From the Vatican to Canada, Walking Together on the Road to Reconciliation

April 27 2022

After more than two years of preparation, Indigenous delegations from across the country finally gathered at the Vatican from March 28 to April 1 to participate in various sharing sessions with the hope of moving forward on their journey of reconciliation, and therefore, intrinsically, healing.

“The Catholic Bishops of Canada began this process almost three years ago as an evolving conversation to better understand how to respond to the Truth and Reconciliation Commission of Canada’s calls to action,” said Archbishop Albert LeGatt of St. Boniface. “The recent discovery of the graves near residential schools has moved the work of reflection forward. The Holy Father wanted to proceed with these meetings with Indigenous survivors, elders, and knowledge keepers, so I chose to go to Rome so that I could pray for the success of the event and immerse myself fully in this moment.”

From left to right: Archbishop LeGatt, Lisa Raven and Father Paradis.

Joining the Archbishop of St. Boniface were Oblate Father François Paradis, a knowledge keeper and trainer who has worked with Returning to Spirit for many years, and Lisa Raven, the director of Returning to Spirit, who is originally from the Hollow Water First Nation in Manitoba. “I’ve had a relationship with Father François and Lisa for years and I appreciate their outlook, their attitude, their ability to open doors and begin dialogues, their perspective, their listening and their openness,” says Archbishop LeGatt. “It was important to make this journey together in our hearts, and I am touched by this constant recommitment to each other, for each other.”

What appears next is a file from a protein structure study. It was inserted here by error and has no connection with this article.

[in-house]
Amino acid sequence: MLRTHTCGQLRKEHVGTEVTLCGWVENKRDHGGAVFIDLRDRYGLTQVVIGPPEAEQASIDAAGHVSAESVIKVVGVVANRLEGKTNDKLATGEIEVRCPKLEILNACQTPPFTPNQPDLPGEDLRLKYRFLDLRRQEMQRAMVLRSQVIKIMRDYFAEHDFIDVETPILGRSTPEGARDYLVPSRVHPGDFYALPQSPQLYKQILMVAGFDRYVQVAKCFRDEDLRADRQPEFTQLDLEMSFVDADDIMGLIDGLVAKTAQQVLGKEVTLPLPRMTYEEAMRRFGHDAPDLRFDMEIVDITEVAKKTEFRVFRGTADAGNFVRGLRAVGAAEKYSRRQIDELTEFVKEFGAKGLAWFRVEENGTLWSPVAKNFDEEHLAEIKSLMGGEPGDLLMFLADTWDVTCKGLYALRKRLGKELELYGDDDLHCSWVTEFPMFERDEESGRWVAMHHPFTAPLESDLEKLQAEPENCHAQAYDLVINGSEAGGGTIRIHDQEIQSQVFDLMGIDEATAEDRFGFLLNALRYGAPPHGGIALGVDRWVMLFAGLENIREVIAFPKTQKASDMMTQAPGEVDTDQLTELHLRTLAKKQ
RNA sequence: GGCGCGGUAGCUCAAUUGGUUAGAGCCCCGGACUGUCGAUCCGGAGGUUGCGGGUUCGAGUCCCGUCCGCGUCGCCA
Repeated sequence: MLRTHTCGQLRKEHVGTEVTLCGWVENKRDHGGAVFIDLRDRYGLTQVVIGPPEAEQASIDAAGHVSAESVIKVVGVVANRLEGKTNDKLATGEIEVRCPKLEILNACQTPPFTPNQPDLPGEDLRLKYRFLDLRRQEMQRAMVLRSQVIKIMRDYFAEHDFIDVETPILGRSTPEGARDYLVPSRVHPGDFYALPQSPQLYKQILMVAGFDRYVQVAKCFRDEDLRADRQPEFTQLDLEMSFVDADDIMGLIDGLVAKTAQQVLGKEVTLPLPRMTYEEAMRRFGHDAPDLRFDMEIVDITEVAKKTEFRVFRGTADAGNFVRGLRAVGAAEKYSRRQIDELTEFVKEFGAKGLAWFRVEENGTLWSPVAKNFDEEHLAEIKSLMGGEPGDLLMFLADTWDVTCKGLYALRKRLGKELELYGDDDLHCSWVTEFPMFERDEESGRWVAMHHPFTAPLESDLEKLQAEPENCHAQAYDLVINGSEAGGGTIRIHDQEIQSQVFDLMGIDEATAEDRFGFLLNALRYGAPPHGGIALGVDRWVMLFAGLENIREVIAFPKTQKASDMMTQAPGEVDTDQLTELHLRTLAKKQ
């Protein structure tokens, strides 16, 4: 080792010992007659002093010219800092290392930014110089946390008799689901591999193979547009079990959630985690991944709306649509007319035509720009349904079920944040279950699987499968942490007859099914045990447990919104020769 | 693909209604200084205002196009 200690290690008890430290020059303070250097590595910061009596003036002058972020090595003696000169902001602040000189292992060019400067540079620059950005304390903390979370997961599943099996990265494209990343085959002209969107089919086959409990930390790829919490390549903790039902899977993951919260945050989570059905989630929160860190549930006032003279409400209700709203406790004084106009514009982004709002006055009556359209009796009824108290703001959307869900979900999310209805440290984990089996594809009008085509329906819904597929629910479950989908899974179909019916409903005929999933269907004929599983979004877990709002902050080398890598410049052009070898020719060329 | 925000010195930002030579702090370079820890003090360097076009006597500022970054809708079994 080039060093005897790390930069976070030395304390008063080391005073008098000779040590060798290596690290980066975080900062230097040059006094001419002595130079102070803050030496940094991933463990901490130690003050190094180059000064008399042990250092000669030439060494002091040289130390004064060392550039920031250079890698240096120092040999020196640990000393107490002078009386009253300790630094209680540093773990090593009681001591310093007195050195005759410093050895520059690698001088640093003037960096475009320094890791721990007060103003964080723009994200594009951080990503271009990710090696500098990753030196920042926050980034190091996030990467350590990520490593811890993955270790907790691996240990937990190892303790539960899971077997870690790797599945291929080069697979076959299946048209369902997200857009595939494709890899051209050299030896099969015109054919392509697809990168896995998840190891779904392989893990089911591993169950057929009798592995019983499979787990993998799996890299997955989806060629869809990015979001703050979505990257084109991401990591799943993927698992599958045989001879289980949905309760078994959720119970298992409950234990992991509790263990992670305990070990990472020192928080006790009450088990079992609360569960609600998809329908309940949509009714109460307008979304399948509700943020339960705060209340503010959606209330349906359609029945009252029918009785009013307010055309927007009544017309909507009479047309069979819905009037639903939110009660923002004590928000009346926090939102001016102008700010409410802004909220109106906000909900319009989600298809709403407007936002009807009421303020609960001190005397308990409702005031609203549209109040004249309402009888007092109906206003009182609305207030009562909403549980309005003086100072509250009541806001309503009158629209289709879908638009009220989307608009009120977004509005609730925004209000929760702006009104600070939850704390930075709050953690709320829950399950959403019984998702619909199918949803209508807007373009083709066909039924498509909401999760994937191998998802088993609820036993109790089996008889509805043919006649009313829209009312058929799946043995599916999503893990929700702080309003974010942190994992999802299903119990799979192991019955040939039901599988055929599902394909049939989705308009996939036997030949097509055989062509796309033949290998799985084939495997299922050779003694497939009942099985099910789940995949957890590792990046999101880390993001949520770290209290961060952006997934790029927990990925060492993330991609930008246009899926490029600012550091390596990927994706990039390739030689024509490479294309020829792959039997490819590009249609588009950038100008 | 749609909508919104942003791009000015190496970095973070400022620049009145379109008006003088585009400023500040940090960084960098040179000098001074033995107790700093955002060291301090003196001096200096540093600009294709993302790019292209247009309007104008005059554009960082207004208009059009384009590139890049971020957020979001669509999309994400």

Lisa Raven’s path to reconciliation has been underway for years. For some time, she’s been offering herself, along with the Catholic Church, a new way of looking at reconciliation. “Reconciliation is more of a journey that is unfolding with relationships formed along the way. For many years, I was in dislike and avoiding opening myself up to the Oblates. I was not in a place of considering reconciliation. I was still focused on blame. My journey had to start with connecting with the Oblates, which I did alongside Father François. We sweat together, we participate in ceremonies together, we work together.”

Welcomed in Rome at the Oblate General House, Lisa Raven, Father François Paradis and Archbishop LeGatt were able to meet and share meals, reflections, ceremonies, and prayers together. “Never in my life would I have thought I’d feel welcomed in the Oblates’ house,” says Lisa Raven. “Before I arrived, I was scared that I would be triggered while entering their house in Rome, but it wasn’t the case at all. They were very welcoming, curious, asked lots of genuine questions and we had many profound discussions. François and I took our pipe and prayed as the conversations unfolded. That was a big healing step for me; doing that in the Oblates’ house in Rome was simply amazing.”